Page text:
Learning Styles: A Misguided Attempt to Highlight Individual Differences in Learners

Learning Styles: A Misguided Attempt to Highlight Individual Differences in Learners

By Carolina Kuepper-Tetzel

You certainly have encountered the learning styles concept before. We have covered this topic previously. It is the idea that people have a specific learning preference and that instruction should be tailored according to that preference in order to enhance learning outcomes. You may even be at an institution that assesses students’ learning styles in order to help them understand the best way to study. Although the concept of a learning styles is widely promoted, it has no scientific evidence that justifies its application in education (1).

In today’s blog post, I would like to give a summary of a review paper by An and Carr (2) that was recently published and that caught my attention. I find their review interesting because they highlight an important and new criticism of the learning styles approach: They state that “learning styles theories are a blend of borrowed constructs or measures from other, better-developed theories”. They further claim that within the learning styles framework, these borrowed constructs are misused and incorrectly interpreted leading to detrimental and useless recommendations. In this review, an attempt is made to connect existing learning styles concepts back to actual evidence-based concepts of human cognition and tie them to helpful recommendations for teachers. It acknowledges that there are individual differences between learners, but not as conceptualized by the learning styles approach.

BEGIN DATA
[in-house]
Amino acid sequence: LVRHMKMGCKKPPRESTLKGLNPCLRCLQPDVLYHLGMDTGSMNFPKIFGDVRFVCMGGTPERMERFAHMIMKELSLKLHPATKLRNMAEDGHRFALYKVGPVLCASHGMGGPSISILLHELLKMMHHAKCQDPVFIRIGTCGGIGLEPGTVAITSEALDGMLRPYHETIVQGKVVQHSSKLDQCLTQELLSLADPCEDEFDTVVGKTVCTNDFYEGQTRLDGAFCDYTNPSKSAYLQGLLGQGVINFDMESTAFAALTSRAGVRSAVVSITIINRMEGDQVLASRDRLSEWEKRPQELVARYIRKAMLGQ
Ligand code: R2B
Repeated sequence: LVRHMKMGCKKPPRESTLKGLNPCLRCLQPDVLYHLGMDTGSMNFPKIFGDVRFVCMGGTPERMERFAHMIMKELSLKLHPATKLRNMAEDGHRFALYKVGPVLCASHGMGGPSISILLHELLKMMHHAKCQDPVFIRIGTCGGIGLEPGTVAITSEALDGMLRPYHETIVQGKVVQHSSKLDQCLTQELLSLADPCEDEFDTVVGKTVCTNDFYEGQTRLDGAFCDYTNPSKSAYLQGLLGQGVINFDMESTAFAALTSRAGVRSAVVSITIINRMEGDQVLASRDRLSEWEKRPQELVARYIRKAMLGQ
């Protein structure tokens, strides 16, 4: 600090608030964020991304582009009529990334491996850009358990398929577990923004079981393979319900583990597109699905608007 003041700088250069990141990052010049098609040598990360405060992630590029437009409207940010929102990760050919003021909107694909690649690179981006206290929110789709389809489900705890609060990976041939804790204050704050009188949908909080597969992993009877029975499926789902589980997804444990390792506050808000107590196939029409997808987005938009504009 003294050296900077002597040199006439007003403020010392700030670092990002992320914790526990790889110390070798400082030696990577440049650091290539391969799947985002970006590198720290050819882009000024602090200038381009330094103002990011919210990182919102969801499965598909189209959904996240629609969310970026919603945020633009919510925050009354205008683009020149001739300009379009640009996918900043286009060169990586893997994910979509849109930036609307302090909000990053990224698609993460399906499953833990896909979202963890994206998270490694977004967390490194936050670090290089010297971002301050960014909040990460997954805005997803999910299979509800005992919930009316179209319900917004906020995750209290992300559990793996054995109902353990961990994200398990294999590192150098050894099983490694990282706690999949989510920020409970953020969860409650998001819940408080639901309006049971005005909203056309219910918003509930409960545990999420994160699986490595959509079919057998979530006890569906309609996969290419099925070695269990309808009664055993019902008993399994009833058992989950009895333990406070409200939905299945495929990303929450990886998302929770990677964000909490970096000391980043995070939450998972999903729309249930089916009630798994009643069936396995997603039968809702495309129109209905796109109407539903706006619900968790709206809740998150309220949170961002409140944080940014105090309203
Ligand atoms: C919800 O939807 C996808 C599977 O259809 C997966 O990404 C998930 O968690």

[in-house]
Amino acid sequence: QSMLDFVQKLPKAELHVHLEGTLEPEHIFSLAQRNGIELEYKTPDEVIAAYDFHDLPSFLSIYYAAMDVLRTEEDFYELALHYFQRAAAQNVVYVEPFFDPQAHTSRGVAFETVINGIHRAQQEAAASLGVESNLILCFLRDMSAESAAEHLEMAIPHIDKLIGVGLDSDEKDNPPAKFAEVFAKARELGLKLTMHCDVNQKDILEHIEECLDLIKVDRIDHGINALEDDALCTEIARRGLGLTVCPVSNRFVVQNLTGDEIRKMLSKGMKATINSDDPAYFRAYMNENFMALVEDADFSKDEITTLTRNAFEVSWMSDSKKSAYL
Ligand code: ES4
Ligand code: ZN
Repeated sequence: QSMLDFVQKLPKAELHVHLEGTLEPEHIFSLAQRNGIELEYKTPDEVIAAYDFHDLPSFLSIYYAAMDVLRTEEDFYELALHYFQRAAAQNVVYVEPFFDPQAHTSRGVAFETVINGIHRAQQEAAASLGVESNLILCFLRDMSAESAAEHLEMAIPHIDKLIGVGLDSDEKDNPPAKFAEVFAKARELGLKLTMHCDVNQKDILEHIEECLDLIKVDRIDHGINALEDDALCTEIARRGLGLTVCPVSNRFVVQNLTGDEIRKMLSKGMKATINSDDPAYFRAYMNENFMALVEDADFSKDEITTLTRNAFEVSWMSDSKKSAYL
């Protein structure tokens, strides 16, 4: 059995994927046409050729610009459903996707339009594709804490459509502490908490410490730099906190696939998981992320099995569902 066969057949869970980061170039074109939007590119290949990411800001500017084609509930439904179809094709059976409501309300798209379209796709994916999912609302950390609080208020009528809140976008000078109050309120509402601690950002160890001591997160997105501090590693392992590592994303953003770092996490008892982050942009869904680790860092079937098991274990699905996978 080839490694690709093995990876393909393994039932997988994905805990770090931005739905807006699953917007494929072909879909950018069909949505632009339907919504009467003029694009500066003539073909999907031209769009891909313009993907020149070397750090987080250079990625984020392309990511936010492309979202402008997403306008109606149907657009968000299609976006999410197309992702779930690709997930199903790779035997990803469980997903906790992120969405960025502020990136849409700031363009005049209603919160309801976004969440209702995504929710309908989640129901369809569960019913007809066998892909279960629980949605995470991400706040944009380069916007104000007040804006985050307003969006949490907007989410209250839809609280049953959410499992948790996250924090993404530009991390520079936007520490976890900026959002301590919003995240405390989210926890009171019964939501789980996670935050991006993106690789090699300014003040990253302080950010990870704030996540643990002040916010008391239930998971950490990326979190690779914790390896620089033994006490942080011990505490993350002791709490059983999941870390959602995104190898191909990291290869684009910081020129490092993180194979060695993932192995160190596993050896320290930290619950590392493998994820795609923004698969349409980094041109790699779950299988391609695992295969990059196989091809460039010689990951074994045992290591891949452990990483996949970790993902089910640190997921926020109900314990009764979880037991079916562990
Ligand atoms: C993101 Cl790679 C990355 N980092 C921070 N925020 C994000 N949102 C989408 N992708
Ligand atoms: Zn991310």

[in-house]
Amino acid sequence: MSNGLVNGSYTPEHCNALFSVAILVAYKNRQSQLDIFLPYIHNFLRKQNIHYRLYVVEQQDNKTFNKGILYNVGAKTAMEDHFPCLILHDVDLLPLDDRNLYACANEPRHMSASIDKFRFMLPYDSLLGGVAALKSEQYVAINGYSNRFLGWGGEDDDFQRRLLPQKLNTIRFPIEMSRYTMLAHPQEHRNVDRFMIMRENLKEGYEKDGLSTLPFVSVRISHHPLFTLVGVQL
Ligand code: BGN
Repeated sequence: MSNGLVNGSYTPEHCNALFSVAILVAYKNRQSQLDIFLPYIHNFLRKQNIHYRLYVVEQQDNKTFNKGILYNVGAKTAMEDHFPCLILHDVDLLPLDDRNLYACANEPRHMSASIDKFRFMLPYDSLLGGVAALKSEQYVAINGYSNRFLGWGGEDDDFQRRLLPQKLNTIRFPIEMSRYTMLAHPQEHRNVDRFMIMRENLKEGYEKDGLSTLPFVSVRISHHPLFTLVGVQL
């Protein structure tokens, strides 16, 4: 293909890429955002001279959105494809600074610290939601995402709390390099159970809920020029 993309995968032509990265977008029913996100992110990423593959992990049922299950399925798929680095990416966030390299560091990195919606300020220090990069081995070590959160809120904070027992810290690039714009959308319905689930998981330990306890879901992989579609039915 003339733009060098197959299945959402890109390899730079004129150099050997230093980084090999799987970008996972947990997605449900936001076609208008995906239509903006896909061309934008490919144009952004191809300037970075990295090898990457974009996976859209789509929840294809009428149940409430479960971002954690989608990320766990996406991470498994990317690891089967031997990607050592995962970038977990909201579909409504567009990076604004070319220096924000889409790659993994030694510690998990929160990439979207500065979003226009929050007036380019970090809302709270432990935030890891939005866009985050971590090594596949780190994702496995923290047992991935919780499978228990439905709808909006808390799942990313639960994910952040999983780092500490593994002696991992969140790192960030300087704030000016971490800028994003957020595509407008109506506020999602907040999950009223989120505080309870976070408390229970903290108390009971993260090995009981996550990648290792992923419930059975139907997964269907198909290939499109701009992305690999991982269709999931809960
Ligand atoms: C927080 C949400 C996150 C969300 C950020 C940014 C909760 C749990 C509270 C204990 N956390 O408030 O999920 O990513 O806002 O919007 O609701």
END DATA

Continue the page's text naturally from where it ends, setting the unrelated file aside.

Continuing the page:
Image from Pixabay

Image from Pixabay

Not verbal versus visual learners, but multiple sensory learners

The most well-known learning styles concept is one that categorizes learners into visual versus verbal learners; with visual learners presumably benefitting more from visual aids such as graphs or diagrams and less from written text and verbal learners benefitting more from written text, but less from visualisations. However, this is not how human cognition works. In fact, we are much better off when we combine different ways of taking in information; the richer the better. This sounds familiar, doesn’t it? Yes, it is the essence of why dual coding is a successful learning strategy. Combining verbal and visual representations will allow the to-be-learned material to stick better. The learning styles approach rigidly assigns a dominant learning style to a person and recommends that this guides instruction and studying. However, doing so severely limits the learner and hinders them to use their cognitive abilities to the fullest. An and Carr argue that a learning preference can indicate that a student lacks a specific skill and that “it makes no sense to focus exclusively on modalities that are strong and ignore less well-developed skills when selecting activities” (p. 3).

Not concrete versus abstract styles, but experts versus novices

Image from Pixabay

Image from Pixabay